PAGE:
The aroma of international delicacies, the prospect of winning an auction item and the opportunity to donate money to three charities drew Cornellians, professors, visitors and Ithaca residents to “Passport 2000,” Cornell University’s Annual Mastery of Management and Hospitality (M.M.H.) Auction.
“Passport 2000” was organized and run by students in “Human Behavior in Organizations,” a class in the School of Hotel Administration’s graduate program.
The event began Saturday night in the Statler ballroom with a silent auction. The items on the table ranged from a sunset cruise on Cayuga Lake, to a Beanie Baby autographed by Scott Wolf to an original painting by Gabi Olivers, whose husband is a student in M.M.H.
According to Amy Kantorczy ’02, the event took much “work and sweat to produce.” As a member of the M.M.H. class’s Solicitations Committee, she contributed to the auction by finding people to donate items for auction.
“People wait for us to call because they know we do this every year,” Kantorczy said.
The class has been planning this year’s auction since September. According to Associate Prof. Tim Hinkin, management, the three goals of the class were to understand the dynamics of group work, to do community service, and to prove that “Hotelies can put on quality events.”
“It is more than a way to make money, it is a motivation. We work together not just because it is a class and we have to, but for our goal,” Kantorczy said.
The goal of the auction was to raise money for three charities: The Mary Jo Fink Foundation, which will use the money to sponsor one financial scholarship for an international student, Loaves and Fishes which will use the money to renovate their soup kitchen and The Elizabeth Glaser Pediatric AIDS Foundation, which will put the charity money towards HIV research.
“We think we really got the best three charities we could come up with,” said Jason Ford, a member of the M.M.H. class’s Charity Selection Committee. “We wanted one local [charity], one from Cornell and one international. We chose the Elizabeth Glaser Foundation because they are hardcore about getting the money to their foundation.”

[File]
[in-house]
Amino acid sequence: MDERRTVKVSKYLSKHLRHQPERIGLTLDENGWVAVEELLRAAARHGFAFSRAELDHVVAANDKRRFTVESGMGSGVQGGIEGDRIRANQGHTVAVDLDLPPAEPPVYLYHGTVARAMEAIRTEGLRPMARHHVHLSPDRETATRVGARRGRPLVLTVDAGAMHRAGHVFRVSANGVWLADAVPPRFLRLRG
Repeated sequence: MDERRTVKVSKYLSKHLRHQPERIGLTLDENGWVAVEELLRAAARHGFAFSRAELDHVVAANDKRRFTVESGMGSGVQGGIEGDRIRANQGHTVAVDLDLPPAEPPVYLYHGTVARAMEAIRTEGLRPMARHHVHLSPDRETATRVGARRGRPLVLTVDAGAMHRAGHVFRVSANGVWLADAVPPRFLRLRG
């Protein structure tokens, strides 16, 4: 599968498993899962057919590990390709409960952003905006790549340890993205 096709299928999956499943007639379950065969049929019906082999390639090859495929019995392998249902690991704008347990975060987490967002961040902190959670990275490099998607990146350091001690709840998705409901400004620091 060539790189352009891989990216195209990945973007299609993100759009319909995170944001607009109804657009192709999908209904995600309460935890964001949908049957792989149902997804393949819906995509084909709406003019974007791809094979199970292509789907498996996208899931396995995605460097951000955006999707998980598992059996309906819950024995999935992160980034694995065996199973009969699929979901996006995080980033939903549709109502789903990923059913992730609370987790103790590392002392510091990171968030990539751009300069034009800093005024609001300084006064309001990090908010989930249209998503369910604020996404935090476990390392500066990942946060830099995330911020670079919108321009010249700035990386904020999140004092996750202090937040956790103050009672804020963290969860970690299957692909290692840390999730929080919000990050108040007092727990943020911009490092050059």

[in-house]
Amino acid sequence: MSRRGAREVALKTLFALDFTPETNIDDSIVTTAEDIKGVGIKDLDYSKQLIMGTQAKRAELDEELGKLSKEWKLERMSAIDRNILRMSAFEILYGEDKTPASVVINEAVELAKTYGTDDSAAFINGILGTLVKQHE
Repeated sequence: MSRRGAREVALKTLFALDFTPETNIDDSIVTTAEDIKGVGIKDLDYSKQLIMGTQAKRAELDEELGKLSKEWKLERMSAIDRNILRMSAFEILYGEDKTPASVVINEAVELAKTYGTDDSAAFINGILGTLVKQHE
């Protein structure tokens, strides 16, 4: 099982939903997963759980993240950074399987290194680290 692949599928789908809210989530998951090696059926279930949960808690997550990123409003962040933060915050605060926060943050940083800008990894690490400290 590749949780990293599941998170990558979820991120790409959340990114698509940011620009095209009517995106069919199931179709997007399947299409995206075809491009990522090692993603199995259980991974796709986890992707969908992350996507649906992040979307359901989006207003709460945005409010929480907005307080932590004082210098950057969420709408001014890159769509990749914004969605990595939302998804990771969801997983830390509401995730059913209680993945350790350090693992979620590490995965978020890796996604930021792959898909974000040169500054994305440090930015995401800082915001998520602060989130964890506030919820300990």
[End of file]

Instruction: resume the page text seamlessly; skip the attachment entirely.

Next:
The money will be divided equally among the three charities. Eager to show his support, although not enrolled in the class, Aaron Mitra grad joked, “I won’t bid on anything under five hundred dollars.”
Members of the class participated in the bidding as well. Todd Carpenter, grad, demonstrated his enthusiasm by bidding on a copy of Good Will Hunting, autographed by Matt Damon, for his wife.
Aside from the prizes, the food was a popular attraction.
“We came because we wanted to try different international foods,” Jennifer Cornfeld ’02 said. “And everything was excellent.”
The M.M.H. students prepared and served dishes from their native countries. The food was available to all who purchased a “passport” at the door.
The Cuisine represented 10 out of the 20 nationalities represented in the class of 55 students.
“The vast majority of the class is not American, [and] that’s why we chose an international theme,” said Jay Sollis, master of management and hospitality.
According to Aurelia Wang grad, it she labored for four hours to prepare her Chinese delights which included Chinese dumplings and Jasmine tea, and spring rolls stuffed with vegetables, meat and shrimp.
From Switzerland, Silvio Schoch grad and Patrick Candrian grad fixed cheese fondue and a dish called Aelpermakkaronen.
“It looks like macaroni and cheese but tastes much better,” Schoch explained.
Pigs in a blanket, mini pizzas, duck on toast and Coca Cola represented the American palette.
From Portugal, Miguel Baltazer grad offered a taste of “Camel Dribble.” Like a good chef who never reveals his recipes, Baltazer told inquirers his dessert concoction consisted of, “lemon and a secret ingredient.”
The prizes won and large turnout at the auction brought grins to many faces.
“We hoped for an average of 120 to 150 people,” said Carpenter. “So far I am satisfied with the turnout.”
Don Zinn ’76 came because he just happened to be visiting the campus with his wife and sons.
“We went to the hockey game, the football game, and then decided to try this,” Zinn said.
Over the past 21 years the auction has raised $30 million for charity. This year’s event earned approximately $17,000 Sollis commented.
According to Grachelda Makurah ’02, the event was pulled off through teamwork.
Hinkin said, “Every year it is different, and every year it is good. The night is always a little nerve-wracking, but they have done a good job and I know they have learned a lot.”
Archived article by Rachel Einschlag